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For their own good
Fifty years ago, they were screwed-up kids sent to the Florida School for Boys to be straightened out. But now they are screwed-up men, scarred by the whippings they endured. Read the story and see a video and portrait gallery.
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Hagan aims low, but Ferlita deflects it
By SUE CARLTON, Times Columnist
Published August 18, 2007
There are plenty of contenders for Cheap Shot of the Week, but the award has to go to Hillsborough County Commissioner Ken Hagan for invoking the death of a sheriff's deputy while taking a political poke at a colleague.
As a contentious public hearing came to a close Thursday, Hagan brought up next week's funeral for Sgt. Ron Harrison. A respected longtime lawman, Harrison, 55, was killed by a gunman this week.
Hagan suggested fellow Commissioner Rose Ferlita considered it "bad government" and "inconsiderate" to reschedule a meeting for a funeral, preferring they "just send a designee or a card."
"And I certainly think it is not good enough for Tuesday," Hagan went on even as Ferlita objected. "So I think we should make every effort to attend. ... It's the least we can do to show our respect for this man."
The back story: Earlier in the week, the county administrator sent a misleading memo announcing the morning session of the next day's meeting was postponed until the afternoon "due to a light agenda." In truth, most commissioners weren't coming anyway.
At least four planned to attend a memorial service for Charles "Wes" Kearney Sr., an influential developer and father of politically active Bing Kearney. The family or related companies gave to the campaigns of all of the seven commissioners except Ferlita, who said she declined the contribution.
Ferlita objected to the last-minute cancellation, pointing out that citizens arranged workday schedules to attend the meeting. Couldn't the commission send a member of the board, the chairman, to pay their collective respects?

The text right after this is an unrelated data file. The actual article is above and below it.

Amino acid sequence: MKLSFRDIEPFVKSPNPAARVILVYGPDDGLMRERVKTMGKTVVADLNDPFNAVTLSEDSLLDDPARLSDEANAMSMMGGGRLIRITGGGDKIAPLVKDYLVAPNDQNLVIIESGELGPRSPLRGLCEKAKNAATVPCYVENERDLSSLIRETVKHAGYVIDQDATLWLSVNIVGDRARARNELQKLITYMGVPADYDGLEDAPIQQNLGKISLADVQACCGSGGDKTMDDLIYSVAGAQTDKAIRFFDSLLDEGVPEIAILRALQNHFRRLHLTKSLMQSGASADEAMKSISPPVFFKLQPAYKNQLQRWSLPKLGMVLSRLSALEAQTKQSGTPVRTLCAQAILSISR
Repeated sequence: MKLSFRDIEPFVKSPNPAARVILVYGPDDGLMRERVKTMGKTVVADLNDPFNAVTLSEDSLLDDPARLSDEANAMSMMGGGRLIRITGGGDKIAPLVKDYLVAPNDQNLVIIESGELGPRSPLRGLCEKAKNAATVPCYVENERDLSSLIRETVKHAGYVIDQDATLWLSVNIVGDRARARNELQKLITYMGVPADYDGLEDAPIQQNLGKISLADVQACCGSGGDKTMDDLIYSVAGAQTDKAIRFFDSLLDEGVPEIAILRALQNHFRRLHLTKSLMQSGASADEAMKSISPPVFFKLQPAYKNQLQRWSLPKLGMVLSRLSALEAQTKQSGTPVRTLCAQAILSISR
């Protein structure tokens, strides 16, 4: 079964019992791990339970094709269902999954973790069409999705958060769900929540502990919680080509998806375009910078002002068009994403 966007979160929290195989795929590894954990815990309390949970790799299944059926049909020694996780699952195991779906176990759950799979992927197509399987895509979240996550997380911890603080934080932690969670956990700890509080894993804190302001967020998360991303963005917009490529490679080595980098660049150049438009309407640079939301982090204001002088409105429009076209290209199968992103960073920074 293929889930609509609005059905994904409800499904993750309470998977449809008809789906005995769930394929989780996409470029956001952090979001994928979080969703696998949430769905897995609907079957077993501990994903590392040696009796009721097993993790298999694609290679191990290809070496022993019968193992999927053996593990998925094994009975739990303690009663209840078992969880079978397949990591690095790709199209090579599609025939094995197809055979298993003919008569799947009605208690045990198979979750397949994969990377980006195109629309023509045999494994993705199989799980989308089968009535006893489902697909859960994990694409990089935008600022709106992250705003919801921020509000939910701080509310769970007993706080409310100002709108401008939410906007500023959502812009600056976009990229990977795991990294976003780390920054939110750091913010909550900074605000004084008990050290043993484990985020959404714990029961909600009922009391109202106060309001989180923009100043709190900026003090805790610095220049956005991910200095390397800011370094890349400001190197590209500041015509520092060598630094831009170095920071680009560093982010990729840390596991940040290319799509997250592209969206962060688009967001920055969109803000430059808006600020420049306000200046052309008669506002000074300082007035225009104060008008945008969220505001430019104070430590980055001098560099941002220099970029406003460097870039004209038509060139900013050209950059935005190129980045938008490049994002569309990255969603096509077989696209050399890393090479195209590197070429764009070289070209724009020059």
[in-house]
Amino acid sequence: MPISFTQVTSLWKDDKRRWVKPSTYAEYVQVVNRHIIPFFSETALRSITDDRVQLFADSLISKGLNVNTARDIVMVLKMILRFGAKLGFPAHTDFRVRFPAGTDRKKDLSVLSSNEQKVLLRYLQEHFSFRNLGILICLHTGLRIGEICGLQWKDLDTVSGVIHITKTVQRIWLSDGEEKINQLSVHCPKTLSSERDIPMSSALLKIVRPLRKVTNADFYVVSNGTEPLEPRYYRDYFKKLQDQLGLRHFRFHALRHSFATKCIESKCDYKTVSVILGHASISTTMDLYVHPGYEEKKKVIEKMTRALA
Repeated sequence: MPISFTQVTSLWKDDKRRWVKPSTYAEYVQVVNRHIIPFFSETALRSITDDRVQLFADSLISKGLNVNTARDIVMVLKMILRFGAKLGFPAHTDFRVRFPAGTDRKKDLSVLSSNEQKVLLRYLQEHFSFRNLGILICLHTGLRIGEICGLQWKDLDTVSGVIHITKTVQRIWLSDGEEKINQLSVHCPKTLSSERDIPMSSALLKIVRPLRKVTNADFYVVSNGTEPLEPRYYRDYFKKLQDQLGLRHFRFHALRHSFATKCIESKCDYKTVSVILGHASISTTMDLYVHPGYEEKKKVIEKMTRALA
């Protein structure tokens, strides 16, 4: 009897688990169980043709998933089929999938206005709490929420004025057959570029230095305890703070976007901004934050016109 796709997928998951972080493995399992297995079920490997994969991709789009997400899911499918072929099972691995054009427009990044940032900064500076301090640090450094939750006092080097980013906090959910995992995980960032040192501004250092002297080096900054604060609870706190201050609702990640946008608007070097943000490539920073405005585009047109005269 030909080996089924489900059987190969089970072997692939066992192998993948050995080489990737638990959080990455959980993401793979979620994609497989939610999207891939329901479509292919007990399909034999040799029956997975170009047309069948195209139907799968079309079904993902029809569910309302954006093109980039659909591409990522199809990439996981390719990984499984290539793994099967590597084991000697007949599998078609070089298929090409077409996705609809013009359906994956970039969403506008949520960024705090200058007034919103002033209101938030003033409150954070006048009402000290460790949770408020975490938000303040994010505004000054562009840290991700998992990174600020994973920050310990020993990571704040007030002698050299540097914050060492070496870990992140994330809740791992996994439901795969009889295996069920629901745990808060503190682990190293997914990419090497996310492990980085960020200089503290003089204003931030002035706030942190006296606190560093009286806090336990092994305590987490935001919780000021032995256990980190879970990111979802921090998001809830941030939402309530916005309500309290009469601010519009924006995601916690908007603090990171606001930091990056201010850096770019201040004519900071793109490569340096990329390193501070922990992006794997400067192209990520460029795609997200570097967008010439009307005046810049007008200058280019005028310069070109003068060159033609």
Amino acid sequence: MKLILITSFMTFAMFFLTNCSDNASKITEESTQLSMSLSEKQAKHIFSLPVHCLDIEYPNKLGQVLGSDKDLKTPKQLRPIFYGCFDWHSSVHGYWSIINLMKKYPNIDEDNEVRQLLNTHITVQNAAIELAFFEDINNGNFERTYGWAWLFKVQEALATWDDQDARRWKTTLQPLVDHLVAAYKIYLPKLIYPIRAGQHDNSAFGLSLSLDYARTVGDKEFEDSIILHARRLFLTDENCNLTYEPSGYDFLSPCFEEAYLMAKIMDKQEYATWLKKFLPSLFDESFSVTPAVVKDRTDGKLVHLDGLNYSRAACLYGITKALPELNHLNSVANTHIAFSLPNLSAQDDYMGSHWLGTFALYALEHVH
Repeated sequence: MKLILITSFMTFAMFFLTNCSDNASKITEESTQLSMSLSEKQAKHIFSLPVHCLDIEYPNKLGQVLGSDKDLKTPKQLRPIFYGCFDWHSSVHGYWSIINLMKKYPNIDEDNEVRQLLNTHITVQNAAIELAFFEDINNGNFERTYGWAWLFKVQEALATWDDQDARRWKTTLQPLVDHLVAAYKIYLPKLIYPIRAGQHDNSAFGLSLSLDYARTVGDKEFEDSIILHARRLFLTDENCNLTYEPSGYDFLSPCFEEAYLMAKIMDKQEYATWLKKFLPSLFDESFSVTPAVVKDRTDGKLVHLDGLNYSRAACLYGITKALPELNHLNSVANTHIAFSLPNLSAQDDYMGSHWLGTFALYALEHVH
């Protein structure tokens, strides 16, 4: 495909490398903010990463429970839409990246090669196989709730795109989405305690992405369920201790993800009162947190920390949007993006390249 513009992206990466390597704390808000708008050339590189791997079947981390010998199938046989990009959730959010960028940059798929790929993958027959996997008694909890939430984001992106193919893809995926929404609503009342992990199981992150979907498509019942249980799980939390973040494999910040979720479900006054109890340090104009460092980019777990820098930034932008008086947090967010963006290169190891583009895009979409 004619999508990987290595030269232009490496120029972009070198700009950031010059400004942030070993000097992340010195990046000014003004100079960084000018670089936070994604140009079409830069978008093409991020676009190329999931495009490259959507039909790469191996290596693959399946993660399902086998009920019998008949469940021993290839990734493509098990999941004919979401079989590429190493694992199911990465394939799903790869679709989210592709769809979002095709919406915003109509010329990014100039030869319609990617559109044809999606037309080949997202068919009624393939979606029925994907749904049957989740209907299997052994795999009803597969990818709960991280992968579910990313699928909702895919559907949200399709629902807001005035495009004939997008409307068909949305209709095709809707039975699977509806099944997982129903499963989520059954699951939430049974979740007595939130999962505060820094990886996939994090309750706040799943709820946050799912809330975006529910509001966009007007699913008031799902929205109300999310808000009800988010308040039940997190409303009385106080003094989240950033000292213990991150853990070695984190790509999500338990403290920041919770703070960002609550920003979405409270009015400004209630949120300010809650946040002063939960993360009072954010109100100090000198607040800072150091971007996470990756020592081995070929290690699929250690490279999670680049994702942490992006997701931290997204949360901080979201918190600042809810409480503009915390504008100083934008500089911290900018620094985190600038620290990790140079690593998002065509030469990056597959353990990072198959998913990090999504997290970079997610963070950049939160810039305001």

And by the way, if there was nothing uncomfortable about postponing the meeting for that purpose, what was all that "light agenda" business?
So there was Hagan three days later, quoting Ferlita from newspaper stories and assuming aloud she would have a problem with the deputy's funeral, too.
Ferlita shot back: "To say that in the same breath that you talk about the death of a deputy sheriff who died in the line of duty for us, you are absolutely hitting below the belt, Mr. Hagan." The audience applauded, and the commission ultimately voted to attend the funeral.
Here's the difference in the two scenarios. For an elected official, there is a difference between the funeral of a distinguished public servant who was murdered doing his job and a memorial for a personal friend and campaign contributor. To zing a fellow commissioner who is often on the opposite side of your issues on this emotional topic seems a low blow.
Said Ferlita, who joined the commission after two terms in city government: "Sometimes I feel I went from city council to kindergarten."
Seeing red on a lighter note, Ferlita made an unfortunate fashion choice for Thursday's big meeting.
Her red jacket mirrored the color worn by people who supported killing the division of the Environmental Protection Commission responsible for policing local wetlands.
Ferlita's support for saving the wetlands division put her in the camp of those who have consistently worn green to public hearings.
"I did two important things during the lunch break," Ferlita said. "I walked my dog, and I changed my jacket," returning in a black-and-blue number.